Please Note: This article is written for users of the following Microsoft Word versions: 2007, 2010, and 2013. If you are using an earlier version (Word 2003 or earlier), this tip may not work for you. For a version of this tip written specifically for earlier versions of Word, click here: Attaching Macros to Documents.

Attaching Macros to Documents

by Allen Wyatt
(last updated June 22, 2013)

3

If you teach other people how to use Word, it is not unusual to prepare sample documents that your students can use while learning. If you need to teach them how to work with macros, you may even attach some sample macros to the documents you prepare for them. This is easy enough to do, but making it so your students can utilize the macros in the documents may not be so easy.

When the student opens your sample document (with sample macros attached), he or she may see a message indicating that the macros have been disabled. This behavior is normal for Word, and there is no way to disable it from within the macro or the document itself. The behavior is controlled by the security settings on the student's machine. Your student can check these settings using the Trust Center. You can display the Trust Center in either of two ways:

  • Make sure the Developer tab of the ribbon is selected and then click Macro Security in the Code group.
  • Display the Word Options dialog box. (In Word 2007 click the Office button and then click Word Options. In Word 2010 and Word 2013 display the File tab of the ribbon and then click Options.) Click Trust Center | Trust Center Settings | Macro Settings.

The Trust Center also has four settings for macro security:

  • Disable all macros without notification
  • Disable all macros with notification
  • Disable all macros except digitally signed macros
  • Enable all macros

You want to have the students choose the "Disable all macros with notification" option. (You don't want to have them choose "Enable all macros" for the security reasons already discussed.) If they make this choice, then even though the macros are disabled, they can still choose to run them by clicking a rather obvious button that will appear above the document—once it is loaded—and just below the ribbon.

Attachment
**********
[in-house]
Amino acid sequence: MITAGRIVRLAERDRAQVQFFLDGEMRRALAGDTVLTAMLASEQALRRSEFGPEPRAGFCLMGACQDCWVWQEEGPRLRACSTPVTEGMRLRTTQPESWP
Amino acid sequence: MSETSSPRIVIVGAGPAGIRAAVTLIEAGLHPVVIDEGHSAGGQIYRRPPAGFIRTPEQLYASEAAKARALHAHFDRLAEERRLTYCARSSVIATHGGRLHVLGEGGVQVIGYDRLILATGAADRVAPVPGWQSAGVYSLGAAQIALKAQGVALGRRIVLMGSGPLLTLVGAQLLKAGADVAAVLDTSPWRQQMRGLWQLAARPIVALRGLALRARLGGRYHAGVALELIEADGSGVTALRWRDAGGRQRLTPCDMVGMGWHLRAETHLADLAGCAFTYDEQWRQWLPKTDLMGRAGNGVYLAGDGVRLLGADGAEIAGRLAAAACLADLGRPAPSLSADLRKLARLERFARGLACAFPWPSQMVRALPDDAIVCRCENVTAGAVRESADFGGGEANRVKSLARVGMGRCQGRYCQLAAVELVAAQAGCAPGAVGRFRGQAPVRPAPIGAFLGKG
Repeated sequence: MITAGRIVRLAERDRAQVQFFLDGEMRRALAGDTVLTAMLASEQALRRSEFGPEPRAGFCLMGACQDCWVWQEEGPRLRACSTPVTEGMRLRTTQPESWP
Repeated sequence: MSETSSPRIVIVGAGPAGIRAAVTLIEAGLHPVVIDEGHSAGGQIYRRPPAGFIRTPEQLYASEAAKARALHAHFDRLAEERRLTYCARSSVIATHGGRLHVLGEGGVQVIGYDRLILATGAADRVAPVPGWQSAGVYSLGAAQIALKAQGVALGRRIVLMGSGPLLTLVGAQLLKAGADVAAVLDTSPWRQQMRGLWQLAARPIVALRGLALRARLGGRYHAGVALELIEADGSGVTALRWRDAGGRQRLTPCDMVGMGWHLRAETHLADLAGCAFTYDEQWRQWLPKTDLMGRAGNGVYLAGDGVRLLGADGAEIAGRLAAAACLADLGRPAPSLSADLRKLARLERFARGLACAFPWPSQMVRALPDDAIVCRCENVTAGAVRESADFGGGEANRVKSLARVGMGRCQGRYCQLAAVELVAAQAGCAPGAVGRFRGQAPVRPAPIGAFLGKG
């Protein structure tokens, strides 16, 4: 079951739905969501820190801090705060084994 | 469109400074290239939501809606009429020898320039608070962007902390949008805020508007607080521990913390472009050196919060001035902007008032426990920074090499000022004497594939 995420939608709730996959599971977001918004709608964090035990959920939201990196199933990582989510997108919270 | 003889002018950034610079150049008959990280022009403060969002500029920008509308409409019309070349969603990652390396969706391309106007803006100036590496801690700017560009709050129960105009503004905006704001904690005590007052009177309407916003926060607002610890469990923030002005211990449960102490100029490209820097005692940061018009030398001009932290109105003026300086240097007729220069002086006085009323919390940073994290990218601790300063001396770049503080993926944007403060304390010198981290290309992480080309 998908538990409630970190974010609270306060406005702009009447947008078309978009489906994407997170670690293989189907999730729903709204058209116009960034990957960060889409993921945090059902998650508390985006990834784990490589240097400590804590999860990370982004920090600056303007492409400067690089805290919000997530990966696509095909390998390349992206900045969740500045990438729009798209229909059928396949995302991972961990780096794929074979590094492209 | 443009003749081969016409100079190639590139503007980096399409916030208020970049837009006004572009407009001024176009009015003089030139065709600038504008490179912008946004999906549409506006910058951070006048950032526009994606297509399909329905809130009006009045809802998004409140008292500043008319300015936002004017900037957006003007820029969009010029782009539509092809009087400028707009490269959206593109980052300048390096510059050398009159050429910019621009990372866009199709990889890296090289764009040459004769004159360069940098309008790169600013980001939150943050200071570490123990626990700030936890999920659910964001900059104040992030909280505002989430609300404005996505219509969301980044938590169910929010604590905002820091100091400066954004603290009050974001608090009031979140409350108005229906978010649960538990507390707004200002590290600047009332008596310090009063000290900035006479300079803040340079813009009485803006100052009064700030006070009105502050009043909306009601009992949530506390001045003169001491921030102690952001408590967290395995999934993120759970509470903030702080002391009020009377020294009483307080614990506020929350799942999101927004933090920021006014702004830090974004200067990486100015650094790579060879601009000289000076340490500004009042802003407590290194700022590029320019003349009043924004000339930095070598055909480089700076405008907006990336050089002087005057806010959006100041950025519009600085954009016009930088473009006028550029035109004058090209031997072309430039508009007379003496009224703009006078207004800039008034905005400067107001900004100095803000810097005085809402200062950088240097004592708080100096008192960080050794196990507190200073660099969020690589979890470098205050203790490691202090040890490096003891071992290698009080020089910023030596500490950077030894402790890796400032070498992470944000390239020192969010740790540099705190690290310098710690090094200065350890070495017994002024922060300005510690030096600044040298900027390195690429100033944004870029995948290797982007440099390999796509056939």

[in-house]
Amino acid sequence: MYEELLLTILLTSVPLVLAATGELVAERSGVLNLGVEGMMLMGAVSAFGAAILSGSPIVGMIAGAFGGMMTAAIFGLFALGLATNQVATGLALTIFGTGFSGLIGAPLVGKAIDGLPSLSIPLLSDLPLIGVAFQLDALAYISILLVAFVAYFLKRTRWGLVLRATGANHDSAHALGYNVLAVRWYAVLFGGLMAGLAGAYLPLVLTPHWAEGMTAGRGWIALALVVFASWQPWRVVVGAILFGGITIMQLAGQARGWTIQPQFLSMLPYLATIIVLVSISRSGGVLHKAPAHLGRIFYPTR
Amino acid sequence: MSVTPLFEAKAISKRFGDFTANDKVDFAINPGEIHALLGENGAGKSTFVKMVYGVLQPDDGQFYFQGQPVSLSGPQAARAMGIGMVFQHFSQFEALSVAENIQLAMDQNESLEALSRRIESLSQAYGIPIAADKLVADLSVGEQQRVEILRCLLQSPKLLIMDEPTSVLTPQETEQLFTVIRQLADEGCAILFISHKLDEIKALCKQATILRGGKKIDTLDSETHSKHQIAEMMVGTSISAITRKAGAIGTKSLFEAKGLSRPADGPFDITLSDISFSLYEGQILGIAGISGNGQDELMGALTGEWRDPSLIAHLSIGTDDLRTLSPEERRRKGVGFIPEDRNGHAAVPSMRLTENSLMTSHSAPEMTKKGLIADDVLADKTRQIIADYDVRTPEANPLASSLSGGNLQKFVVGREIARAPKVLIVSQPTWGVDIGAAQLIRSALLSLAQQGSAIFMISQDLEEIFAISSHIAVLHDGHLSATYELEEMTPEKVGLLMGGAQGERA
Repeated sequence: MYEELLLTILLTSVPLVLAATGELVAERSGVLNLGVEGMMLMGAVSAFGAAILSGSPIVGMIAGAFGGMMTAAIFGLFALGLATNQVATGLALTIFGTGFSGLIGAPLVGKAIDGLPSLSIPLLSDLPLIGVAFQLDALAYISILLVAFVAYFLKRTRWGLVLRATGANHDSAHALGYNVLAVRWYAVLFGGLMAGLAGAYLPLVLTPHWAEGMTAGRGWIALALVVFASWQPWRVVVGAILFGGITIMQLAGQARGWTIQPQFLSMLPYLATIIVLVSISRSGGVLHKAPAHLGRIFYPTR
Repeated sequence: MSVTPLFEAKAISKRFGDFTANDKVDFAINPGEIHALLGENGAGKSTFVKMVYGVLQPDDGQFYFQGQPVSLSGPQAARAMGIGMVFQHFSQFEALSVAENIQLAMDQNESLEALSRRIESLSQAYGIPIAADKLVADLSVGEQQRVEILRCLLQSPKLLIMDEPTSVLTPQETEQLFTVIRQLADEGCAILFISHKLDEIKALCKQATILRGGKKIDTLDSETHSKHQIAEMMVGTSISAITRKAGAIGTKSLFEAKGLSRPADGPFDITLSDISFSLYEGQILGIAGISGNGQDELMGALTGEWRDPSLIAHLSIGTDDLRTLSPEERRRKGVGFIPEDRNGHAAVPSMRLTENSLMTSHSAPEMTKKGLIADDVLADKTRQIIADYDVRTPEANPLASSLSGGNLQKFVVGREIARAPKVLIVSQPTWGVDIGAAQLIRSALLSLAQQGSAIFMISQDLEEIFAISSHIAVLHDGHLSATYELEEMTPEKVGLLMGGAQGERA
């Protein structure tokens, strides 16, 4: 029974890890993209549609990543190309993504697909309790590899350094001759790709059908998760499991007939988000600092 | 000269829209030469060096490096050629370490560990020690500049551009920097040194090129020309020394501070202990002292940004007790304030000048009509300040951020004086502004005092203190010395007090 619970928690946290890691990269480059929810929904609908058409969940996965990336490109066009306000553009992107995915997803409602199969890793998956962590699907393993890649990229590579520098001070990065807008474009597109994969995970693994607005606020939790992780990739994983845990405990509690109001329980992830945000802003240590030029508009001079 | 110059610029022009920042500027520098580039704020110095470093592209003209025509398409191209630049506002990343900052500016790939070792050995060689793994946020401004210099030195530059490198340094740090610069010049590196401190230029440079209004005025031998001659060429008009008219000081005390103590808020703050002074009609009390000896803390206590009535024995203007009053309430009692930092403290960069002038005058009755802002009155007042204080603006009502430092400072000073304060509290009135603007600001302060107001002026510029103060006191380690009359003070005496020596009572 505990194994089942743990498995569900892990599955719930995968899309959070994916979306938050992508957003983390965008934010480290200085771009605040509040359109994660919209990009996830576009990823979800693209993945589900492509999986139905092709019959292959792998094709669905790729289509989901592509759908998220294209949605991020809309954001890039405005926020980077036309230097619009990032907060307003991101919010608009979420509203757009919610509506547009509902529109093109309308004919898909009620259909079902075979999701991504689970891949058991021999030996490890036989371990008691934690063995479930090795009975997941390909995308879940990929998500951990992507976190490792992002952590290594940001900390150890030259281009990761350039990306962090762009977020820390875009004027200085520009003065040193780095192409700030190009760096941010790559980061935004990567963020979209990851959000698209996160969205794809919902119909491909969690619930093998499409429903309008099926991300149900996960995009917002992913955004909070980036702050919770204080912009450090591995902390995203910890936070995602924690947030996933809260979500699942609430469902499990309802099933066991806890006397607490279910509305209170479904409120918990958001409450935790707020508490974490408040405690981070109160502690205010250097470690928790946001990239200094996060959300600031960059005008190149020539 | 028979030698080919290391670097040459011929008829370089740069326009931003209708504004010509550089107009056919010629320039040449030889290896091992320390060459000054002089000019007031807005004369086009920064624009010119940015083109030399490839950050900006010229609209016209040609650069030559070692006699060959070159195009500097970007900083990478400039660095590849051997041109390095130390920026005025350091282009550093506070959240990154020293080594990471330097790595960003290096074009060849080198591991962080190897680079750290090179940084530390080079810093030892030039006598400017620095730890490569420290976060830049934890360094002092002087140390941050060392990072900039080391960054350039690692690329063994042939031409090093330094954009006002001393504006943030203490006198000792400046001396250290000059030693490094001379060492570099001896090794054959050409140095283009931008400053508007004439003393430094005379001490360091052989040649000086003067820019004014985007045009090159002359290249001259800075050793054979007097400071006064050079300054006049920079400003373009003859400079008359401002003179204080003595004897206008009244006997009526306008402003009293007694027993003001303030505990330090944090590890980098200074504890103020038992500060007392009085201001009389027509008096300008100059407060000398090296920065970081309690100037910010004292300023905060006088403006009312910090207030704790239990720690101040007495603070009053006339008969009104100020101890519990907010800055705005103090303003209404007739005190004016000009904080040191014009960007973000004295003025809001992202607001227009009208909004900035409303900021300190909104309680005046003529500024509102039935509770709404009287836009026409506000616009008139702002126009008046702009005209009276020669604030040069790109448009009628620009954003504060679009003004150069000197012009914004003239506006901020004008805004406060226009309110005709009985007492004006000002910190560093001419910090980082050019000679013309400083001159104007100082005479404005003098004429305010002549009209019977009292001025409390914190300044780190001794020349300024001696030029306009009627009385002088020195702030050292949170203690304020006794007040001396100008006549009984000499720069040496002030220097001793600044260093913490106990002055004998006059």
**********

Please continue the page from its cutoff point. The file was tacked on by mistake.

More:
Another possible solution, available for all versions of Word, is to place your sample macros in a template that is accessible to all the students through a network folder. Once in the template, then your students can create a document based on that template, and the macros should be available.

Perhaps the best solution, however, is to find a way to digitally sign your macros so that they are "trusted." If Word believes that macros are from a trusted source, it will load them automatically, even if the student has their security setting on High. Information on how to do this is quite involved. A good place to start looking for information is in the Word online Help system. Do a search for "Security Levels in Word."

WordTips is your source for cost-effective Microsoft Word training. (Microsoft Word is the most popular word processing software in the world.) This tip (5909) applies to Microsoft Word 2007, 2010, and 2013. You can find a version of this tip for the older menu interface of Word here: Attaching Macros to Documents.

Author Bio

Allen Wyatt

With more than 50 non-fiction books and numerous magazine articles to his credit, Allen Wyatt is an internationally recognized author. He  is president of Sharon Parq Associates, a computer and publishing services company. ...

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2015-01-30 16:55:26

Peggy

I have created a restricted word form and attached a macro to it. However, some of the receivers can't access the macro even though it is attached to the document


2013-06-28 12:47:23

awyatt

Good catch, Derek. I'm sorry I didn't notice that earlier.

Macros are "attached" to things (documents, templates, etc.) when you direct Word to store the macro with that thing. For instance, here's a tip on writing a macro from scratch:

http://wordribbon.tips.net/T006821

Note step 3 in that tip; it says that you need to specify where you want the macro stored. When you choose to store the macro in a template, it is "attached" to that template. When you choose to store the macro in a specific document, it is "attached" to that specific document.

Hopefully that helps.

-Allen


2013-06-28 12:12:24

Derek Brown

I was expecting to be told how to attach a macro to a document, but all you say is that it's "easy enough".

You really meant "Enabling Attached Macros".

So how do you attach macros?


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